If I recall correctly, a similar hype was created by Telkom when they went "public". Priority shares made available to the black population. We are still waiting for Telkom to take us to electronic highway with higher speeds at lower costs and multiple lanes. The players in Transnet and Metro rail, with all emphasis on BEE, have not yet excelled in establishing a reliable public transport system on rail. What makes this Prasa body think thy and now this Prasa body think they can. The emphasis on BEE did not do it in the past. Local production?? Remember the armsdeal promises?? The "bid advisers" ....the usual financial guys, accountants firms and experts.........they guarantee little than their own businesss to be served. We will keep an eye on the "buget" (123bn). Hope it is enough...see arms deal and toll road.

  • earthian.earthian - 2012-12-02 15:57

    "black South economic enterprises...individual black investors...Black Business people...Black firms...Black Business Council"... that about sums it up! Rainbow Nation???

      sibusiso.mkoko - 2012-12-02 18:33

      Yes it does sum it all up. Its our turn now. Let us be. If you can't accept it, Europe awaits you.

      david.smith.127648 - 2012-12-02 19:04

      Sibussisi go f@£! Yourself, Go back to Congo first then!

      Sibusiso - 2012-12-02 20:51

      Bizo wami!It's always interesting when they tell us about Congo and stuff!The fact is ,people from Europe arrived here ,came across us and systematically became our master!When they arrived here, our ancestors were already here.Fortunately we are still a majority in terms of numbers,there the goal of reclaiming our stolen land is a realistic possibility!

      liveby.thesword.1 - 2012-12-03 01:21

      sibusiso.....your turn for what..???wanting,wanting,wanting.....this is the reason that you will never have much in your life...always expecting others to give to you..... and to the other sibusiso....stolen land...are you aware that dingaan signed a pretty piece of paper with piet retief regarding might just be on my land bitch!

  • rob.bancroft.94 - 2012-12-02 16:26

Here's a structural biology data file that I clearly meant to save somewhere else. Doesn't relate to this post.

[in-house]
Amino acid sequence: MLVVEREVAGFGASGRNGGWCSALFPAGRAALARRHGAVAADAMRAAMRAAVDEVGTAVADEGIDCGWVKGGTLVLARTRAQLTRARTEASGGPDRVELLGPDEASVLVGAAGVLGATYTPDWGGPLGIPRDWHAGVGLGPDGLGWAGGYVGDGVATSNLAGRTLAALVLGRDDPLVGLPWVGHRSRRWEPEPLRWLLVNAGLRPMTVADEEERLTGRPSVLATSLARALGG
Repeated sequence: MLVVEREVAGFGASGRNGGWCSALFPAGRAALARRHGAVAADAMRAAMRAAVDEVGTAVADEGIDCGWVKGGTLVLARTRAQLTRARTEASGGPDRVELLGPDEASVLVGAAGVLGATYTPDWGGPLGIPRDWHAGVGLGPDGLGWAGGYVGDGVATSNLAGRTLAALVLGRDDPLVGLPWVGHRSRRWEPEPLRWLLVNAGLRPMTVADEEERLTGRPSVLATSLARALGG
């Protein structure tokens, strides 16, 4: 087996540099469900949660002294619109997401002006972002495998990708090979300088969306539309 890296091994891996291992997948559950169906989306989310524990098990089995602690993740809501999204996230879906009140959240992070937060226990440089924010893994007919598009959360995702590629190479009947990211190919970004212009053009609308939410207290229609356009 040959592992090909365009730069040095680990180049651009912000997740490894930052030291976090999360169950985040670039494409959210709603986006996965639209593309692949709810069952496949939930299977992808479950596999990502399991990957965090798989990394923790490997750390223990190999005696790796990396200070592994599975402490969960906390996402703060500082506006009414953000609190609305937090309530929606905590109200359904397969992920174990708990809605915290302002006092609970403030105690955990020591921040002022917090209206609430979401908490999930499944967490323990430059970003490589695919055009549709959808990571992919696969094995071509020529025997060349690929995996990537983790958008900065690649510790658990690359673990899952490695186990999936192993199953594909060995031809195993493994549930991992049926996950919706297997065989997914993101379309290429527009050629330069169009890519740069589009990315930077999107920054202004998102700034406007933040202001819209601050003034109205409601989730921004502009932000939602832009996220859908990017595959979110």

As you say, rainbow nation, and that is after nearly 19 years! Watch this venture five years down the road. The rich will still be getting richer and the poor poorer and the whites will get the blame again.

  • bennie.vanrooyen - 2012-12-02 16:27

    Tell us in clear terms, what does it mean if you say that 10% of the BEE stake to workers. Does it mean that money intended to acquire rolling stock, will be "give away" to workers. Government employees on average already earn more than their counterparts in the private sector. Will the few white emplyees left in the parastatal also get this freebie?

  • christi.roestorff - 2012-12-02 16:32

    Do these investors share in the profit and loss? I would hate the public to have to bail out this entity should things go less than well?

  • nico.vandermerwe.54 - 2012-12-02 17:32

    China will get the coachbuilding contract. And they won't use local work force.

      DeonvanRensburg - 2012-12-03 06:08

      Actaully an Austrian company did - and the factory is in Jet Park, Boksburg. The Diesel-Electric locomotives are an entirely different story, they will just be assembled here.

  • thabo.langa.77 - 2012-12-03 05:03

    Maybe its easy for me because I am not in line to benefit, but giving people money for nothing creates a false sense of entitlement. They are merely giving the guys fish instead of teaching them to fish. Hope they advice them how to spend the money wisely.

  • andries.stucki - 2012-12-03 07:01

    The evidence is all around us in our beloved country.... Look at education, police, health services, the transport system (railways and roads), etc etc etc. Thabo.langa77 and earthian.earthian is correct in essence. I used to work for the railways in the days when it was effective and competitive, before it was "handed" to incompetent blacks. First get education where it was, re-employ the knowledge base to train existing staff with potential and get rid of useless staff ... The rest will follow!

  • jeremy002 - 2012-12-03 07:16

    Perhaps if amongst them are the guys that often trash and burn railway coaches, we may see a lot less of that sort of vandalism, if it is clearly explained to them that they would be trashing and burning their own property. I wonder..

  • tiresias.watiresias - 2012-12-03 10:49

    Let me understand:No local purchases are made, no local manufacturing takes place. Somehow the payment of commission of 30% of the purchase price to selected black companies is considered a good thing? And what about the 100% of South Africans who will now pay 30% more for the trains? Should this not be called selective impoverishment?

  • flip.koen - 2012-12-03 14:10

    Now they can burn and destroy their own property!

  • Zanoxolo Zakes - 2014-03-19 09:33

    No metter what prasa or metrorail can do the thing is that the service is very poor. The train now has stopped 4 what?!!!